Jonathan Richmond, Ibrahim and Viviane Jammal Fellow in International Planning
“Approaches to Professionalism in the Face of Mismanagement or Corruption in Developing Countries"
Wednesday, February 26, 2014
301 Crosby Hall, 6 p.m.
A scholar and advisor on transportation and governance, Jonathan Richmond's greatest current concerns are about stemming the corruption that destroys chances of effective growth taking place in many of the world's developing countries. He also seeks to build better governance by harnessing the enthusiasm and integrity of the younger government workers who generally have high ambitions for their countries, hate corruption, and wish to move their nations forward.
Richmond was recently transport adviser to the Governments of Mauritius and then Bangladesh. He has also advised the Governments of Singapore and Dubai, as well as the leadership of Los Angeles on transportation issues. He was New South Wales Department of Transport Visiting Professor at the University of Sydney, with roles in government advising as well as teaching.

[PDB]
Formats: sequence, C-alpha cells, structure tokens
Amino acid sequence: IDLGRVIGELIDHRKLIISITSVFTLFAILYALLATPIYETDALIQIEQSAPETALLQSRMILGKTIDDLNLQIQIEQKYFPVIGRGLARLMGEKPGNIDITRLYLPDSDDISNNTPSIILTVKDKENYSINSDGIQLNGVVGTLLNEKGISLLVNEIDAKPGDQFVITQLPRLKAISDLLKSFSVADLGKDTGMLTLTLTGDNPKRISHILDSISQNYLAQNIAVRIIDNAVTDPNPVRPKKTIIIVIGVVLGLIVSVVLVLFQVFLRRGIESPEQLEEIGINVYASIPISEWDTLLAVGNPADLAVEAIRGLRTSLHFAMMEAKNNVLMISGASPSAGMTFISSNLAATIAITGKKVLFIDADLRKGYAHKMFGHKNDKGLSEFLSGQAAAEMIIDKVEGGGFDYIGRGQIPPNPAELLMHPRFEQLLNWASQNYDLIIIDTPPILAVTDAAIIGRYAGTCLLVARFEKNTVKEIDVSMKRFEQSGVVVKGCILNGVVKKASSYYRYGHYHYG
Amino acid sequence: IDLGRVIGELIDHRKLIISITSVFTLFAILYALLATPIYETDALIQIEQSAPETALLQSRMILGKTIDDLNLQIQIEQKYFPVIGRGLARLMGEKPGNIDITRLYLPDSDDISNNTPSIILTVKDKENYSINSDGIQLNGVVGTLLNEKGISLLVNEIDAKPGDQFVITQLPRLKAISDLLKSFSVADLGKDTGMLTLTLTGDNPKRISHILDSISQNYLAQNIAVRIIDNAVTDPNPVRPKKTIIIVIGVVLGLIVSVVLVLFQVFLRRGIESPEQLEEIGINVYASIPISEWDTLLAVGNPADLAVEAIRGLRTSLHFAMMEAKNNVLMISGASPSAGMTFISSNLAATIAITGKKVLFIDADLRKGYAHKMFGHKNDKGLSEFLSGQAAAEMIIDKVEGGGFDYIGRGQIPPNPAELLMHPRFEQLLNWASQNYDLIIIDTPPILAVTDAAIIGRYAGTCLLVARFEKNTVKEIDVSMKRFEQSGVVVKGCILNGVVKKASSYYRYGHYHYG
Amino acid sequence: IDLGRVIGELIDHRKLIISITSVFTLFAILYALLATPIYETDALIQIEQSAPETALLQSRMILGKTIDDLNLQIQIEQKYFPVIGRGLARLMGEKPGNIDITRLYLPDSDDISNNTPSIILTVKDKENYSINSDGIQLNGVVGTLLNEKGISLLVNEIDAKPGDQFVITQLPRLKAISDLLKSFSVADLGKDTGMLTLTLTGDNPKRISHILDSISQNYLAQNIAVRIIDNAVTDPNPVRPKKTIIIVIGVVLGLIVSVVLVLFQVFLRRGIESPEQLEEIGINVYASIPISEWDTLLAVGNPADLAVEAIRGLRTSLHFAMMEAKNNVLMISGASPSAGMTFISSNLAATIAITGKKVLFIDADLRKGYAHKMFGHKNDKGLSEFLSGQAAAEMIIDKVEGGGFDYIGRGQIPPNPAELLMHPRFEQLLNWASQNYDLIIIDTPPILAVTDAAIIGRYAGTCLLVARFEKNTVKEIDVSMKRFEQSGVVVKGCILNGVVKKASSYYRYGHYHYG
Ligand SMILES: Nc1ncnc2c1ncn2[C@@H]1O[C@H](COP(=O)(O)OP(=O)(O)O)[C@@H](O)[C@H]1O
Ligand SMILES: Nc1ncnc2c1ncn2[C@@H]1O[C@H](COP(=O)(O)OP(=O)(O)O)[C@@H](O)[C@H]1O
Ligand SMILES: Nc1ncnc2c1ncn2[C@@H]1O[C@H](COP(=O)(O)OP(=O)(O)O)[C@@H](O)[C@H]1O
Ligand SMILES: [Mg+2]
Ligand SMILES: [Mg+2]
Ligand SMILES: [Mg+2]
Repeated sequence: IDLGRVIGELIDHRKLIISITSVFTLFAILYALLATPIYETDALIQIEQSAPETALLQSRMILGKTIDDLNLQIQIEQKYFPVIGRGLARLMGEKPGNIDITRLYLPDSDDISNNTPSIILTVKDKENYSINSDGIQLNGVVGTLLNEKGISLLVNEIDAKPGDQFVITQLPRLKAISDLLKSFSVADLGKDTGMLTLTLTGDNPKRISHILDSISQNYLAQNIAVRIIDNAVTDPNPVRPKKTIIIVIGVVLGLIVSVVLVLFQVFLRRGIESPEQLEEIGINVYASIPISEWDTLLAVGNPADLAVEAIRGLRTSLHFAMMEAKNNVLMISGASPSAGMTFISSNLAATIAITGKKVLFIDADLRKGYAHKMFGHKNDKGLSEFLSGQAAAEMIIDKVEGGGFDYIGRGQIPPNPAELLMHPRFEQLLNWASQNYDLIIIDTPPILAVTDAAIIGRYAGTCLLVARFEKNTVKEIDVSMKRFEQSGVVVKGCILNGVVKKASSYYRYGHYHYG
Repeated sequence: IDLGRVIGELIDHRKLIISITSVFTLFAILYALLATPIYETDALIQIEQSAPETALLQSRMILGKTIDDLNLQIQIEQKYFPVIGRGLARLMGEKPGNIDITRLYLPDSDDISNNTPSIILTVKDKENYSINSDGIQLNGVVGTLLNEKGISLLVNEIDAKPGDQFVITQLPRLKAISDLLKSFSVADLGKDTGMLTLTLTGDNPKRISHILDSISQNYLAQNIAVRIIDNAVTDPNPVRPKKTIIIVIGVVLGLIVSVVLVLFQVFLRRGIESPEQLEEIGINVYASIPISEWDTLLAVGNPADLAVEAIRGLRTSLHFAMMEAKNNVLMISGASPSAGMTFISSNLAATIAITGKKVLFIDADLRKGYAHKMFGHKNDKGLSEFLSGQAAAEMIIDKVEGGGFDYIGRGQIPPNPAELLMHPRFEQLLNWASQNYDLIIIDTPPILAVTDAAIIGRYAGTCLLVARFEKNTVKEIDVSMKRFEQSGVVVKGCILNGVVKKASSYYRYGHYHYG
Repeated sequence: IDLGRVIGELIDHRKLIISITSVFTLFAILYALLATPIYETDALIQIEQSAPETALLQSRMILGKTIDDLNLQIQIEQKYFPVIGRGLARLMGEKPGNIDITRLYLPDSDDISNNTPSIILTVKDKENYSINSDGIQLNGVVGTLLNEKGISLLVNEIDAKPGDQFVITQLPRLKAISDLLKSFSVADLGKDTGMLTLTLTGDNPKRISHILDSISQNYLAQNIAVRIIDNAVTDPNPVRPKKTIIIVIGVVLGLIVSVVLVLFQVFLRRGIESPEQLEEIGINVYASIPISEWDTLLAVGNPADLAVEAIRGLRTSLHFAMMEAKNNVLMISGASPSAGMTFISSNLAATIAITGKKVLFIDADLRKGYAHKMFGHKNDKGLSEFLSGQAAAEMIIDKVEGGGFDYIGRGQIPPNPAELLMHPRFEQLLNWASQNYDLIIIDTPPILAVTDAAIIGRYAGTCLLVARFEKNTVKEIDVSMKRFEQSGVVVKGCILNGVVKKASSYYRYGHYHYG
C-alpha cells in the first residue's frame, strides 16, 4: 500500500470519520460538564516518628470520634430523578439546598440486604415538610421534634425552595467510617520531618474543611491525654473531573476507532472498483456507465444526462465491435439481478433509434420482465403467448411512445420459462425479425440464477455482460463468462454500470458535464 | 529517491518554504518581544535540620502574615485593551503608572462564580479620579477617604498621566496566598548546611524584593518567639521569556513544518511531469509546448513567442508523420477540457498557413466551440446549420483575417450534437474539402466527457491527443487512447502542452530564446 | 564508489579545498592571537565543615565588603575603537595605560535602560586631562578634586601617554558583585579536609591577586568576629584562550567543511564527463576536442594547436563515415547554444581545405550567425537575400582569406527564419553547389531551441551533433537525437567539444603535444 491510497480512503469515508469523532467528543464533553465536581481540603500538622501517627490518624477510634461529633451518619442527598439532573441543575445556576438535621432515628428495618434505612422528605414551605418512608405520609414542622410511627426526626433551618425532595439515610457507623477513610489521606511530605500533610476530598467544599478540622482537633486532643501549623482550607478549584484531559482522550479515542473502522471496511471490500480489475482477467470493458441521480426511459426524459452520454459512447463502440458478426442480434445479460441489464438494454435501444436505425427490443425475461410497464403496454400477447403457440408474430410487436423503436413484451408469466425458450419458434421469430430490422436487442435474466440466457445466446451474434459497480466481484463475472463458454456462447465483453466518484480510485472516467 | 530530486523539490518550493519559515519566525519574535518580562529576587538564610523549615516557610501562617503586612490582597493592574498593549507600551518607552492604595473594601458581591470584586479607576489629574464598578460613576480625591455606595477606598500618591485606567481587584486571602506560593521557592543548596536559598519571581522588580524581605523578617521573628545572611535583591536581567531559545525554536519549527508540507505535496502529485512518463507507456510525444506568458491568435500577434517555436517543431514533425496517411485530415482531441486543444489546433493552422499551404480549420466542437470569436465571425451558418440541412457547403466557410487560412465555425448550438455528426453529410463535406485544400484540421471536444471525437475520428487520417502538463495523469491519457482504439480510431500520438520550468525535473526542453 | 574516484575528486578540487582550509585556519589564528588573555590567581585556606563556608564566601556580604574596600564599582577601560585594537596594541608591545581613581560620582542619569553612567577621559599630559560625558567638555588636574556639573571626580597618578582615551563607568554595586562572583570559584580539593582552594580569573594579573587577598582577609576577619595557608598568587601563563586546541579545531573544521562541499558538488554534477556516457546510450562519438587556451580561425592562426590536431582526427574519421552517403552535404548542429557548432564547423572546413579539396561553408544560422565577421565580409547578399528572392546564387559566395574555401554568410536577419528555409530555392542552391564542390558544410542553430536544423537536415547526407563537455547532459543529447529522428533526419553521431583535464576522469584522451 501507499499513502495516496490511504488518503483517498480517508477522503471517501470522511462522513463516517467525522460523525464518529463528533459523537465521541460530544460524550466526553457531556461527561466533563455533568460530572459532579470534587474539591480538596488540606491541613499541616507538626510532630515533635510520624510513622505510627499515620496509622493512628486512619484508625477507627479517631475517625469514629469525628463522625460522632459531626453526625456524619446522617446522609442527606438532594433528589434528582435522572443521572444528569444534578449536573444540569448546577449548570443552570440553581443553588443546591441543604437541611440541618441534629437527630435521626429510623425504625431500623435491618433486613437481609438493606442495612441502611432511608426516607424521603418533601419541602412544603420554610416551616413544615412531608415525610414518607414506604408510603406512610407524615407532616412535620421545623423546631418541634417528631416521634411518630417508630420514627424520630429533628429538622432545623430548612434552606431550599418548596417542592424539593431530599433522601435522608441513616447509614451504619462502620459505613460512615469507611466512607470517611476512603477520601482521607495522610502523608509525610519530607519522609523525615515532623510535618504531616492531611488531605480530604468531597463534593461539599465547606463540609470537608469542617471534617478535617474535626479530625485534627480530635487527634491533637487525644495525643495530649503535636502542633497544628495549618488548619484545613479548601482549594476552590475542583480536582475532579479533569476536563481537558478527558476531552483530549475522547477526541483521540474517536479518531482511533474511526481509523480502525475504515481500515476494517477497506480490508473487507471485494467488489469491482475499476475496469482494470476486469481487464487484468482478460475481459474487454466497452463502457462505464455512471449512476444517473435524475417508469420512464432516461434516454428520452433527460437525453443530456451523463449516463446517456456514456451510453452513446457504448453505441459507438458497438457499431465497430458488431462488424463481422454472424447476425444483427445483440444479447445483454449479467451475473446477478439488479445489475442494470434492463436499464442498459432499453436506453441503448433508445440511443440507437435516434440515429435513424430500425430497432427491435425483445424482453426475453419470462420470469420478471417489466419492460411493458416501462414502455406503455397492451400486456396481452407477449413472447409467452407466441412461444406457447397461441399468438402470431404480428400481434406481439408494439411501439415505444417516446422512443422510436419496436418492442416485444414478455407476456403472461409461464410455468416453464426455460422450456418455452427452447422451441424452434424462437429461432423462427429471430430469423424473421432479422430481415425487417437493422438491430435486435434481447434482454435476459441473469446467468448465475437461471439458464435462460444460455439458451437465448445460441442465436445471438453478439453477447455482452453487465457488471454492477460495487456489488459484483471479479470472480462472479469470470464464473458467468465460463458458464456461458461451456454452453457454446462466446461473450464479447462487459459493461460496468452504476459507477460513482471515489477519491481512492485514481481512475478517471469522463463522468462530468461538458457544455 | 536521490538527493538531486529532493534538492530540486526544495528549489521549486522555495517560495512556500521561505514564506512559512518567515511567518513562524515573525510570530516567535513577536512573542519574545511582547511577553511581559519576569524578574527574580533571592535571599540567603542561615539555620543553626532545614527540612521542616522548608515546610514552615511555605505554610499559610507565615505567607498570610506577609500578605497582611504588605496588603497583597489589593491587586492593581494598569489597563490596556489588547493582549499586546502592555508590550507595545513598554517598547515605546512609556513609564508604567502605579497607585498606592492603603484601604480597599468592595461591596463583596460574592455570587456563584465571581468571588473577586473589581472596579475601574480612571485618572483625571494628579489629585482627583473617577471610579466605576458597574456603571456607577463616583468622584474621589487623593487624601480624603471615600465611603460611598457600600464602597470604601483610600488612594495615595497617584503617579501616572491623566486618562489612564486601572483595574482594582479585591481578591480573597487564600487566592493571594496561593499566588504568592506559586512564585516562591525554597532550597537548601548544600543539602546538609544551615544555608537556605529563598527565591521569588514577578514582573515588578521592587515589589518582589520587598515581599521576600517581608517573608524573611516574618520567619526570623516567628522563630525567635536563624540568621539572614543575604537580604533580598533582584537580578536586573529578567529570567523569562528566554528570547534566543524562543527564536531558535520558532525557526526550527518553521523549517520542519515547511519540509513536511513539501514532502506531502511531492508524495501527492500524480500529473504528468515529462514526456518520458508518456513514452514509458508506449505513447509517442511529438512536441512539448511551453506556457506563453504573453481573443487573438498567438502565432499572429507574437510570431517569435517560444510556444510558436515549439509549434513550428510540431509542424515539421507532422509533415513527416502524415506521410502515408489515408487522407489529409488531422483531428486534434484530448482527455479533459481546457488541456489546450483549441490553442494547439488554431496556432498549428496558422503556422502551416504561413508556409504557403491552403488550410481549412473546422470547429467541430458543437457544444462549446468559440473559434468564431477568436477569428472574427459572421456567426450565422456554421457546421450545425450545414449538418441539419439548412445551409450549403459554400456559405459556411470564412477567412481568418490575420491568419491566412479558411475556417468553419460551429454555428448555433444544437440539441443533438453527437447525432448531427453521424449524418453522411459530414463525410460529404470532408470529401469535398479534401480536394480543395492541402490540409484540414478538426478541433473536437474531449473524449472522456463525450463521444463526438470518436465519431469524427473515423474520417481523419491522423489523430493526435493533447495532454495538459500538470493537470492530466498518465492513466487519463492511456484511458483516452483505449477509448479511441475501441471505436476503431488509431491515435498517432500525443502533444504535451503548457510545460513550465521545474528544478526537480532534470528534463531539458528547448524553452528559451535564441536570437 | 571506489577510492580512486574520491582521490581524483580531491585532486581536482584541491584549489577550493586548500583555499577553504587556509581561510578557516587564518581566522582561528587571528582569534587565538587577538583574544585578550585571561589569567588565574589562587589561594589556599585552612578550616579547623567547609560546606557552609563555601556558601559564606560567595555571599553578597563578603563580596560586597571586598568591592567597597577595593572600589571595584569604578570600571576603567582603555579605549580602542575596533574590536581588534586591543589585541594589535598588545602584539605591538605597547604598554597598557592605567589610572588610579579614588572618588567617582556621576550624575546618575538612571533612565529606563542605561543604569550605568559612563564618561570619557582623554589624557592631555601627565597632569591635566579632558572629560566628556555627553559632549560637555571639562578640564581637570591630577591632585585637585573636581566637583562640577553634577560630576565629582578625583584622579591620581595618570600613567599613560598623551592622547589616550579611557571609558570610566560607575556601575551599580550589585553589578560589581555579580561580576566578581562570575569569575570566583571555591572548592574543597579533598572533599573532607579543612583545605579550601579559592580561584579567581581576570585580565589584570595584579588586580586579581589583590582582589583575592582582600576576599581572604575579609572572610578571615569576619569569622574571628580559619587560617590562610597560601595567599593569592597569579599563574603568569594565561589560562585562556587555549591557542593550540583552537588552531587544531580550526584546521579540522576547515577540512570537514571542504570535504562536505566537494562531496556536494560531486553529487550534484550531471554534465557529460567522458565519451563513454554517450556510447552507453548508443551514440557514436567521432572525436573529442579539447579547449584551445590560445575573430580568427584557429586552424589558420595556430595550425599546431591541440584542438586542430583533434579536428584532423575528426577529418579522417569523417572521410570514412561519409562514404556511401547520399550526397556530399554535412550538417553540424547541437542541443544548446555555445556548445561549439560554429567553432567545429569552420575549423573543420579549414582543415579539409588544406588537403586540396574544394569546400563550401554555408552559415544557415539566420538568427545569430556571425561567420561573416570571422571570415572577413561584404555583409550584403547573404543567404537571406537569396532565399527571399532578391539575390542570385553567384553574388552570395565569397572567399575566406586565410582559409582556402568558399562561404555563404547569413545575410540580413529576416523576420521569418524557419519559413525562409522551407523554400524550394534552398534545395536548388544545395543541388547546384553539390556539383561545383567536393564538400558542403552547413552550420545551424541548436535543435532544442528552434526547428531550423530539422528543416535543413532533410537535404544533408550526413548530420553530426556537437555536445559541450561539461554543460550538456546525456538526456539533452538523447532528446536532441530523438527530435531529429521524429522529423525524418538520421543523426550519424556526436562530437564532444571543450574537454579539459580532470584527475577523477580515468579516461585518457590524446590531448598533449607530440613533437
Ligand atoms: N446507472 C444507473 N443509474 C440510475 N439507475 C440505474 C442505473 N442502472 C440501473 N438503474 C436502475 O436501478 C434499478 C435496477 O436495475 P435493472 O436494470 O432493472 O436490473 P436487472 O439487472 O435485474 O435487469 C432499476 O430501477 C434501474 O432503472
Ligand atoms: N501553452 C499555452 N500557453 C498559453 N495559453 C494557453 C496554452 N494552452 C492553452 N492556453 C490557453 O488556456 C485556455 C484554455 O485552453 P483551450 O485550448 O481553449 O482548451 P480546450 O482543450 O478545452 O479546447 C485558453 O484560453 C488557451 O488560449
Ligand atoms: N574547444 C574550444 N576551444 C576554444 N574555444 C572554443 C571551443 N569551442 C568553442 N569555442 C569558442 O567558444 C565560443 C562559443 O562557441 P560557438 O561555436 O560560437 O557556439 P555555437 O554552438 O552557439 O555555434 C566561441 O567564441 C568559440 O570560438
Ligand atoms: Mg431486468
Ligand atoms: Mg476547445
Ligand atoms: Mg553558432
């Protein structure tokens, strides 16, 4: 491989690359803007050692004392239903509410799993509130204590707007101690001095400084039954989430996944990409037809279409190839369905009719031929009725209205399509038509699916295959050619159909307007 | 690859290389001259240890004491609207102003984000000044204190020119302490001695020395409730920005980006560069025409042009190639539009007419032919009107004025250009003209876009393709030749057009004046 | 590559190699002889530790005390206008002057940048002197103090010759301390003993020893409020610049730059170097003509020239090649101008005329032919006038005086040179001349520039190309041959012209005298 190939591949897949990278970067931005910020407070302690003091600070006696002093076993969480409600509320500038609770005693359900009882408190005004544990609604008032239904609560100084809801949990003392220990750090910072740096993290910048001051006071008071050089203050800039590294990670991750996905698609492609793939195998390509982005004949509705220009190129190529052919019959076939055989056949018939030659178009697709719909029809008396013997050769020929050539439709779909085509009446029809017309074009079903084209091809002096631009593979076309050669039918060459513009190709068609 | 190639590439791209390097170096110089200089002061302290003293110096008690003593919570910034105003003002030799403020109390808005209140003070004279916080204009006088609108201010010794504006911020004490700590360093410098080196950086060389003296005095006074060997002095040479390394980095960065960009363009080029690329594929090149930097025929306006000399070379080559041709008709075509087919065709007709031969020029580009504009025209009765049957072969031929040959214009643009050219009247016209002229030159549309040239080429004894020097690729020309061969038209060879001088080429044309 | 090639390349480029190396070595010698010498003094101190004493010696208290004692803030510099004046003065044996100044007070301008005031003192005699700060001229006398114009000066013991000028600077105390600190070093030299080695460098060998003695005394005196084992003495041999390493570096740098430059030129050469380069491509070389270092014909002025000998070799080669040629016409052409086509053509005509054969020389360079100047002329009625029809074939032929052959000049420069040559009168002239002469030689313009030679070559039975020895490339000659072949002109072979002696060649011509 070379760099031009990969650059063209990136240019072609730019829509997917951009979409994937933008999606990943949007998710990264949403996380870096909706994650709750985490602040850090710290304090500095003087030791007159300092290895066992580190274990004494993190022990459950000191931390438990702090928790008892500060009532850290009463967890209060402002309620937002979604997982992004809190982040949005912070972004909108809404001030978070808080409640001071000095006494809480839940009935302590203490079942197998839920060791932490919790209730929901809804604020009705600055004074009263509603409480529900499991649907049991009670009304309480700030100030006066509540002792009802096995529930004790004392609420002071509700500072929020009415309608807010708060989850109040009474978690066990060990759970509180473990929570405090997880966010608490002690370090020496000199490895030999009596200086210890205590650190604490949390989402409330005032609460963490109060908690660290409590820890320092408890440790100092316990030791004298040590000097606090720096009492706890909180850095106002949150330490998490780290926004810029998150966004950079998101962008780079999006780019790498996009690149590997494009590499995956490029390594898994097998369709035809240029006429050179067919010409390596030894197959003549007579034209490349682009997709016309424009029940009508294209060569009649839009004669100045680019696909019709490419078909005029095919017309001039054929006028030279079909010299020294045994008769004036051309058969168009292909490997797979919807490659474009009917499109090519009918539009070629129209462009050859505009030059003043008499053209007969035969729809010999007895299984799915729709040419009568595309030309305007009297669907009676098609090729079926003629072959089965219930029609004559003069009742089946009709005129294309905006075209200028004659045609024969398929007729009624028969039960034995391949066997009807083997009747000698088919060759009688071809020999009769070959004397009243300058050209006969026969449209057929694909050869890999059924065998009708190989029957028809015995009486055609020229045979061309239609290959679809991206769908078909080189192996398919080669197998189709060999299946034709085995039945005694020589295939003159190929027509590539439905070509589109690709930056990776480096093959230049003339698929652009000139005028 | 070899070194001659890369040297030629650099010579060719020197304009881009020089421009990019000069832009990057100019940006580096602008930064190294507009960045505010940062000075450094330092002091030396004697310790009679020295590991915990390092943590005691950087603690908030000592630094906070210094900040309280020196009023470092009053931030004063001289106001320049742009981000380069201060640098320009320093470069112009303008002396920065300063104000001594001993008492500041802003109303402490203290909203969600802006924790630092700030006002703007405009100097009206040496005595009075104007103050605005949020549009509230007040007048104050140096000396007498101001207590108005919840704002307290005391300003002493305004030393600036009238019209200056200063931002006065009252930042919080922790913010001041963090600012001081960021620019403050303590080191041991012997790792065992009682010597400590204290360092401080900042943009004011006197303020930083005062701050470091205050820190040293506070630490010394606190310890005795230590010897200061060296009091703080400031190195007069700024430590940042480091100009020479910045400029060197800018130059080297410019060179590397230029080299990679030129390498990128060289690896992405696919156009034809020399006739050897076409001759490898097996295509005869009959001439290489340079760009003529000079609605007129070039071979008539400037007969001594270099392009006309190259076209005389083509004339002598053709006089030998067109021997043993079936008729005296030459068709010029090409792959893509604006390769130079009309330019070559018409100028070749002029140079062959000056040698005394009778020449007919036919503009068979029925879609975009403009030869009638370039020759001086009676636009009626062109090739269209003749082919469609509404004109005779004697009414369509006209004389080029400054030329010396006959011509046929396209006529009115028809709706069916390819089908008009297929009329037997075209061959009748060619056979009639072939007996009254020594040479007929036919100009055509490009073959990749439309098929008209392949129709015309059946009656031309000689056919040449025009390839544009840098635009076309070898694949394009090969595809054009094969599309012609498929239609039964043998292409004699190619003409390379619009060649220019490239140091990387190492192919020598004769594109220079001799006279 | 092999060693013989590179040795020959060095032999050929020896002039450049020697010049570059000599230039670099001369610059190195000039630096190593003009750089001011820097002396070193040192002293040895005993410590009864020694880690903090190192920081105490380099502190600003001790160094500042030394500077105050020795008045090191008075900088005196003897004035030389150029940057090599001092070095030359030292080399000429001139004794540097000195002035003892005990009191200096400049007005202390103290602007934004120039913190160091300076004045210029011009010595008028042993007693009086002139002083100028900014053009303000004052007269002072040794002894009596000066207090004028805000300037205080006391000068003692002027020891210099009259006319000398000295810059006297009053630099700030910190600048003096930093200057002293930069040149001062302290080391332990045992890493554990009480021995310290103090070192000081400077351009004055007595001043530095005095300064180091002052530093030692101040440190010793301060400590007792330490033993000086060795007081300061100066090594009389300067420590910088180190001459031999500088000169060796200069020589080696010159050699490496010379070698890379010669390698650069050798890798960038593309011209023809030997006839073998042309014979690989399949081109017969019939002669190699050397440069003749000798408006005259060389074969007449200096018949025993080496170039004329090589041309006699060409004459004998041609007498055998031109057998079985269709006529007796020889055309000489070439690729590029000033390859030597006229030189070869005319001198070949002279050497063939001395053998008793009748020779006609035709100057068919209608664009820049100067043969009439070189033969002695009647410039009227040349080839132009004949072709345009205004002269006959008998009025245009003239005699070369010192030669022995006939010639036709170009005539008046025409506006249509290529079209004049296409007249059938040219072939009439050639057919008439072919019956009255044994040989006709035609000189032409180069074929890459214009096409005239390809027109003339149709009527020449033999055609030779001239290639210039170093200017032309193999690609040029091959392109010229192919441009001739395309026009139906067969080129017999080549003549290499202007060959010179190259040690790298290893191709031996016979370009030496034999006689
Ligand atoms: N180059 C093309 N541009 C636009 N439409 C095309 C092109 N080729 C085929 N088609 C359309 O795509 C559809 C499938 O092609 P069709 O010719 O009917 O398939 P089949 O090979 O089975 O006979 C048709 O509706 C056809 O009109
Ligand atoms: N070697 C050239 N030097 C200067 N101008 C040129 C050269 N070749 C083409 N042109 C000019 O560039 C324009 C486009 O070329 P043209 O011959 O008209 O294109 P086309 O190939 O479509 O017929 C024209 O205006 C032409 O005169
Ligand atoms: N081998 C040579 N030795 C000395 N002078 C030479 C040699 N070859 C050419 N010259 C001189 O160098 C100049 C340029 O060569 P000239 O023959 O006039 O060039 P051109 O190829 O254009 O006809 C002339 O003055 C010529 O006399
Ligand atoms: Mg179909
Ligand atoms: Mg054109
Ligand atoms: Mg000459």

Affected by the damaging effects of corruption, he is now turning his career to teaching and practice in the area of building good government. He helped edit a recent manual on corruption control for the German development agency, GIZ, has appeared on panels on corruption at the invitation of the World Bank, and was invited to Manila to address the ADB on ways of moving from corruption to effective governance.
A graduate of the London School of Economics and a British Fulbright Scholar at MIT, where he received Masters and Doctoral degrees, Richmond has held teaching positions at a number of universities including the Asian Institute of Technology, Thailand, where he worked on curriculum reform to make educational content more appropriate for Asian students, with results published in the International Education Journal.